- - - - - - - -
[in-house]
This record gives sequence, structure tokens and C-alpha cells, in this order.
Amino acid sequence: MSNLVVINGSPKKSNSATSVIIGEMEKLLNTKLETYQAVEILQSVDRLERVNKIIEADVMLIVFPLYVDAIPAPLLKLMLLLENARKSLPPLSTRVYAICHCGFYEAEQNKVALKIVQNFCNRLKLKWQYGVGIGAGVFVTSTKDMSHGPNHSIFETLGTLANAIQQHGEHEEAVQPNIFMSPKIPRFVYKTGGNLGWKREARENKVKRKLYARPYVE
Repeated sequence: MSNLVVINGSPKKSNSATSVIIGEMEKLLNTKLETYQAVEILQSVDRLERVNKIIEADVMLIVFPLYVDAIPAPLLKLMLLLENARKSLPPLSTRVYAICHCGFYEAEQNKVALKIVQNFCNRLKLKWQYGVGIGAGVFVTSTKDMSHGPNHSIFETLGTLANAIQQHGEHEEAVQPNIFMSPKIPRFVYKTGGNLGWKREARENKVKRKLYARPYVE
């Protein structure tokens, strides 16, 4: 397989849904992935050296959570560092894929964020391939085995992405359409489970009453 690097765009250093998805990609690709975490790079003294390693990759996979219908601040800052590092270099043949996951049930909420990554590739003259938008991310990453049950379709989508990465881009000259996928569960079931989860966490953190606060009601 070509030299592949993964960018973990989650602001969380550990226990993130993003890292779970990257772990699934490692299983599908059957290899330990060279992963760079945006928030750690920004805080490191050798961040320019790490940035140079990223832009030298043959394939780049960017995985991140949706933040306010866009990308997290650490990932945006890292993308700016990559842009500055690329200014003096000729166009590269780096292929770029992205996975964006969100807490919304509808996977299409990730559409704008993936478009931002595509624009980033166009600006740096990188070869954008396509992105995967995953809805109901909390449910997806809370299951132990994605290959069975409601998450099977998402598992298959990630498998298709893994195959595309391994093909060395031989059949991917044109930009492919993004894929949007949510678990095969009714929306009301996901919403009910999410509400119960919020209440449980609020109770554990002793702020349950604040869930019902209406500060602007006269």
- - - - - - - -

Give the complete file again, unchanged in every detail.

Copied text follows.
[in-house]
This record gives sequence, structure tokens and C-alpha cells, in this order.
Amino acid sequence: MSNLVVINGSPKKSNSATSVIIGEMEKLLNTKLETYQAVEILQSVDRLERVNKIIEADVMLIVFPLYVDAIPAPLLKLMLLLENARKSLPPLSTRVYAICHCGFYEAEQNKVALKIVQNFCNRLKLKWQYGVGIGAGVFVTSTKDMSHGPNHSIFETLGTLANAIQQHGEHEEAVQPNIFMSPKIPRFVYKTGGNLGWKREARENKVKRKLYARPYVE
Repeated sequence: MSNLVVINGSPKKSNSATSVIIGEMEKLLNTKLETYQAVEILQSVDRLERVNKIIEADVMLIVFPLYVDAIPAPLLKLMLLLENARKSLPPLSTRVYAICHCGFYEAEQNKVALKIVQNFCNRLKLKWQYGVGIGAGVFVTSTKDMSHGPNHSIFETLGTLANAIQQHGEHEEAVQPNIFMSPKIPRFVYKTGGNLGWKREARENKVKRKLYARPYVE
């Protein structure tokens, strides 16, 4: 397989849904992935050296959570560092894929964020391939085995992405359409489970009453 690097765009250093998805990609690709975490790079003294390693990759996979219908601040800052590092270099043949996951049930909420990554590739003259938008991310990453049950379709989508990465881009000259996928569960079931989860966490953190606060009601 070509030299592949993964960018973990989650602001969380550990226990993130993003890292779970990257772990699934490692299983599908059957290899330990060279992963760079945006928030750690920004805080490191050798961040320019790490940035140079990223832009030298043959394939780049960017995985991140949706933040306010866009990308997290650490990932945006890292993308700016990559842009500055690329200014003096000729166009590269780096292929770029992205996975964006969100807490919304509808996977299409990730559409704008993936478009931002595509624009980033166009600006740096990188070869954008396509992105995967995953809805109901909390449910997806809370299951132990994605290959069975409601998450099977998402598992298959990630498998298709893994195959595309391994093909060395031989059949991917044109930009492919993004894929949007949510678990095969009714929306009301996901919403009910999410509400119960919020209440449980609020109770554990002793702020349950604040869930019902209406500060602007006269």